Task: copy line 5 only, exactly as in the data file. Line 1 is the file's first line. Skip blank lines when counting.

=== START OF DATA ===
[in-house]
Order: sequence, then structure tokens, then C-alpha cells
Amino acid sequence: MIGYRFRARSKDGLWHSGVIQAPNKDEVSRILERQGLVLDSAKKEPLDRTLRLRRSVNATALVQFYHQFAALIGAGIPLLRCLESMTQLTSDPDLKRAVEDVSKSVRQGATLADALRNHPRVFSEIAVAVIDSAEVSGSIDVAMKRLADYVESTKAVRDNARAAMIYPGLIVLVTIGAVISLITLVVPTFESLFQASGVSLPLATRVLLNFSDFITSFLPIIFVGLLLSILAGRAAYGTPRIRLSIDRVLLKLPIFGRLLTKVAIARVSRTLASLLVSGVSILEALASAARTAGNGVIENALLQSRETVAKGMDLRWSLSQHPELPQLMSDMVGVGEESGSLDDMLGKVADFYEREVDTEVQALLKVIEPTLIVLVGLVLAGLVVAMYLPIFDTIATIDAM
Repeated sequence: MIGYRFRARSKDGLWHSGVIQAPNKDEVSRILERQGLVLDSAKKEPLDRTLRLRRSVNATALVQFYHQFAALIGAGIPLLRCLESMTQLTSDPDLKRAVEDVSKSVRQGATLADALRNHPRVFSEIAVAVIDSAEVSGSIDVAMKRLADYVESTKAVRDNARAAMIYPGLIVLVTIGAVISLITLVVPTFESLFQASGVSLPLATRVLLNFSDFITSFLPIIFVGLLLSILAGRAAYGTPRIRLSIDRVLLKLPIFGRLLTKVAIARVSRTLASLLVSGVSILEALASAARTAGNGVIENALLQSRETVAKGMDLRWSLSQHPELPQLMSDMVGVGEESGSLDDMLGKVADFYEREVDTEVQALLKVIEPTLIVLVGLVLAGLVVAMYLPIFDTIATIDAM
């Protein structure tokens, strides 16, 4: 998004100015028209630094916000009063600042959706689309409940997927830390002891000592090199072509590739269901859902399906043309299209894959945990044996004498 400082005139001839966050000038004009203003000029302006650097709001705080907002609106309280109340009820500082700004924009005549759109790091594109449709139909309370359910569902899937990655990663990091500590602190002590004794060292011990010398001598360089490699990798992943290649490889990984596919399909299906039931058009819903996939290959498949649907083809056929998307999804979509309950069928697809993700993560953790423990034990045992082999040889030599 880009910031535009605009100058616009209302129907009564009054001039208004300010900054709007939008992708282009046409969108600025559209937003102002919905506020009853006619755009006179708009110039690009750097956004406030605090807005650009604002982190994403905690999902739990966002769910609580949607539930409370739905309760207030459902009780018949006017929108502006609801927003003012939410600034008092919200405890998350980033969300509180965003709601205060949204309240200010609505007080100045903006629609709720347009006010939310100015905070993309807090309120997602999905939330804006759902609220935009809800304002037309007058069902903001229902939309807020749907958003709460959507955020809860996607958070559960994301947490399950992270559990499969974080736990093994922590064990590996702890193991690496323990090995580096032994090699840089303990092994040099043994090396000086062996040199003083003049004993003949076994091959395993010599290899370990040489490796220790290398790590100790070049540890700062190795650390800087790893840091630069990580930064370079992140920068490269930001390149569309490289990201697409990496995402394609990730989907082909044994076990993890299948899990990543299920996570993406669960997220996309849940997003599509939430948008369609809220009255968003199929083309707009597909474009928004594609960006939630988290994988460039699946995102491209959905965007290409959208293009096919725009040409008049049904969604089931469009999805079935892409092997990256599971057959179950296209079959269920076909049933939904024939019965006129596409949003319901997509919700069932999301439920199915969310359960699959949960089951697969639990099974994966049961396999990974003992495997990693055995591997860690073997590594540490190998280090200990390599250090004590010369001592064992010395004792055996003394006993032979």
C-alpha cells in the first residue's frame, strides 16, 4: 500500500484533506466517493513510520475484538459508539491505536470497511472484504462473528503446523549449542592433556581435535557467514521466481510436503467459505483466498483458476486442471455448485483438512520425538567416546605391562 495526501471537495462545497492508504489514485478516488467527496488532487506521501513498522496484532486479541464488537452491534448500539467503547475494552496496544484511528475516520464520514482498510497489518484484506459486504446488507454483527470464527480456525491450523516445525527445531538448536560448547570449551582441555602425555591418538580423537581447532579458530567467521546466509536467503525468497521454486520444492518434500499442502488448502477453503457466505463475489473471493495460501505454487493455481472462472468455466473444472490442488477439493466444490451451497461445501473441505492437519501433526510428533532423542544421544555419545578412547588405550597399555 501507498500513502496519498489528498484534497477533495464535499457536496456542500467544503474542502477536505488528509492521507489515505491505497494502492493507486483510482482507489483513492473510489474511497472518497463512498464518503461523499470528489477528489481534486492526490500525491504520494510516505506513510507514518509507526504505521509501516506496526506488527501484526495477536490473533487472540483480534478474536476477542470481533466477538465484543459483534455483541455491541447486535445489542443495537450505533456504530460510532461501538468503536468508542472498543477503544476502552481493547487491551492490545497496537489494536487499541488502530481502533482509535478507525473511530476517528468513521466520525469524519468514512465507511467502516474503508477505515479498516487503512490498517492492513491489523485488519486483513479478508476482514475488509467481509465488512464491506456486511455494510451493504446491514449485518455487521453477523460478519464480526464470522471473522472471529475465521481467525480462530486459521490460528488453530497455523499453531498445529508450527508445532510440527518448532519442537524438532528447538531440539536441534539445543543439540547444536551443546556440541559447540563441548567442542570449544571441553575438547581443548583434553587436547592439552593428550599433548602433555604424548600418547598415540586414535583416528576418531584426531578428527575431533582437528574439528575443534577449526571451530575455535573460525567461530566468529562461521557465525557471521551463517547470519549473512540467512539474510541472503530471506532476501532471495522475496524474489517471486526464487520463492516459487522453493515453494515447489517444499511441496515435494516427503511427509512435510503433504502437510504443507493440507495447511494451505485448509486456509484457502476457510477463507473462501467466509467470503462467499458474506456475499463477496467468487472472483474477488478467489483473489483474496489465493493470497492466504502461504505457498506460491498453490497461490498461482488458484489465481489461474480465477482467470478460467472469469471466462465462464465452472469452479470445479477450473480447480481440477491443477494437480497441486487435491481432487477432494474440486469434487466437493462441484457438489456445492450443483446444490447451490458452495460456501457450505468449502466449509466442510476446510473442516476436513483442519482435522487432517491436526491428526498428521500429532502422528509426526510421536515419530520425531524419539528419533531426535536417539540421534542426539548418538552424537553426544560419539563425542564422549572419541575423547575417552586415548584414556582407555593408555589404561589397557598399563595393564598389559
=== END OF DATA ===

């Protein structure tokens, strides 16, 4: 998004100015028209630094916000009063600042959706689309409940997927830390002891000592090199072509590739269901859902399906043309299209894959945990044996004498 400082005139001839966050000038004009203003000029302006650097709001705080907002609106309280109340009820500082700004924009005549759109790091594109449709139909309370359910569902899937990655990663990091500590602190002590004794060292011990010398001598360089490699990798992943290649490889990984596919399909299906039931058009819903996939290959498949649907083809056929998307999804979509309950069928697809993700993560953790423990034990045992082999040889030599 880009910031535009605009100058616009209302129907009564009054001039208004300010900054709007939008992708282009046409969108600025559209937003102002919905506020009853006619755009006179708009110039690009750097956004406030605090807005650009604002982190994403905690999902739990966002769910609580949607539930409370739905309760207030459902009780018949006017929108502006609801927003003012939410600034008092919200405890998350980033969300509180965003709601205060949204309240200010609505007080100045903006629609709720347009006010939310100015905070993309807090309120997602999905939330804006759902609220935009809800304002037309007058069902903001229902939309807020749907958003709460959507955020809860996607958070559960994301947490399950992270559990499969974080736990093994922590064990590996702890193991690496323990090995580096032994090699840089303990092994040099043994090396000086062996040199003083003049004993003949076994091959395993010599290899370990040489490796220790290398790590100790070049540890700062190795650390800087790893840091630069990580930064370079992140920068490269930001390149569309490289990201697409990496995402394609990730989907082909044994076990993890299948899990990543299920996570993406669960997220996309849940997003599509939430948008369609809220009255968003199929083309707009597909474009928004594609960006939630988290994988460039699946995102491209959905965007290409959208293009096919725009040409008049049904969604089931469009999805079935892409092997990256599971057959179950296209079959269920076909049933939904024939019965006129596409949003319901997509919700069932999301439920199915969310359960699959949960089951697969639990099974994966049961396999990974003992495997990693055995591997860690073997590594540490190998280090200990390599250090004590010369001592064992010395004792055996003394006993032979």